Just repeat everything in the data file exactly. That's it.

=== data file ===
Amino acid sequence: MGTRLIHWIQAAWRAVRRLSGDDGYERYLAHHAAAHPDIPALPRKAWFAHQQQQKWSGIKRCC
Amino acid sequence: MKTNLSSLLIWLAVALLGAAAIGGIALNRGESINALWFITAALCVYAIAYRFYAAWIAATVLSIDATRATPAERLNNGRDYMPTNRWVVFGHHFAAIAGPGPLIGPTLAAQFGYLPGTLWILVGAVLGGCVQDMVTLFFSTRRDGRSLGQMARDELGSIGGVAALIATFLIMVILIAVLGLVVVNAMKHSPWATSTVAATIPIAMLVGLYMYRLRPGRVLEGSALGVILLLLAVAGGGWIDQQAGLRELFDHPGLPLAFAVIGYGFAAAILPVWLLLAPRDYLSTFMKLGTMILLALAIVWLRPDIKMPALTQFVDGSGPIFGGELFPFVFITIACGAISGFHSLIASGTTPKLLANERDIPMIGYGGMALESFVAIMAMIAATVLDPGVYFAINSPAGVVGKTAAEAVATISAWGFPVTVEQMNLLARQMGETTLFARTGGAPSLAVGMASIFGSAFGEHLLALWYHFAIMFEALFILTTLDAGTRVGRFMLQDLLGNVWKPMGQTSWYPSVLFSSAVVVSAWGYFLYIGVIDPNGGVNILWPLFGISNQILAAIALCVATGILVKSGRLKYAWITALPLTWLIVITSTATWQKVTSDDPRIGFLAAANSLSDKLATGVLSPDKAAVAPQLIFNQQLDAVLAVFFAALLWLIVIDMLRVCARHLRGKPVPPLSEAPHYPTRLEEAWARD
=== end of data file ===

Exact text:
Amino acid sequence: MGTRLIHWIQAAWRAVRRLSGDDGYERYLAHHAAAHPDIPALPRKAWFAHQQQQKWSGIKRCC
Amino acid sequence: MKTNLSSLLIWLAVALLGAAAIGGIALNRGESINALWFITAALCVYAIAYRFYAAWIAATVLSIDATRATPAERLNNGRDYMPTNRWVVFGHHFAAIAGPGPLIGPTLAAQFGYLPGTLWILVGAVLGGCVQDMVTLFFSTRRDGRSLGQMARDELGSIGGVAALIATFLIMVILIAVLGLVVVNAMKHSPWATSTVAATIPIAMLVGLYMYRLRPGRVLEGSALGVILLLLAVAGGGWIDQQAGLRELFDHPGLPLAFAVIGYGFAAAILPVWLLLAPRDYLSTFMKLGTMILLALAIVWLRPDIKMPALTQFVDGSGPIFGGELFPFVFITIACGAISGFHSLIASGTTPKLLANERDIPMIGYGGMALESFVAIMAMIAATVLDPGVYFAINSPAGVVGKTAAEAVATISAWGFPVTVEQMNLLARQMGETTLFARTGGAPSLAVGMASIFGSAFGEHLLALWYHFAIMFEALFILTTLDAGTRVGRFMLQDLLGNVWKPMGQTSWYPSVLFSSAVVVSAWGYFLYIGVIDPNGGVNILWPLFGISNQILAAIALCVATGILVKSGRLKYAWITALPLTWLIVITSTATWQKVTSDDPRIGFLAAANSLSDKLATGVLSPDKAAVAPQLIFNQQLDAVLAVFFAALLWLIVIDMLRVCARHLRGKPVPPLSEAPHYPTRLEEAWARD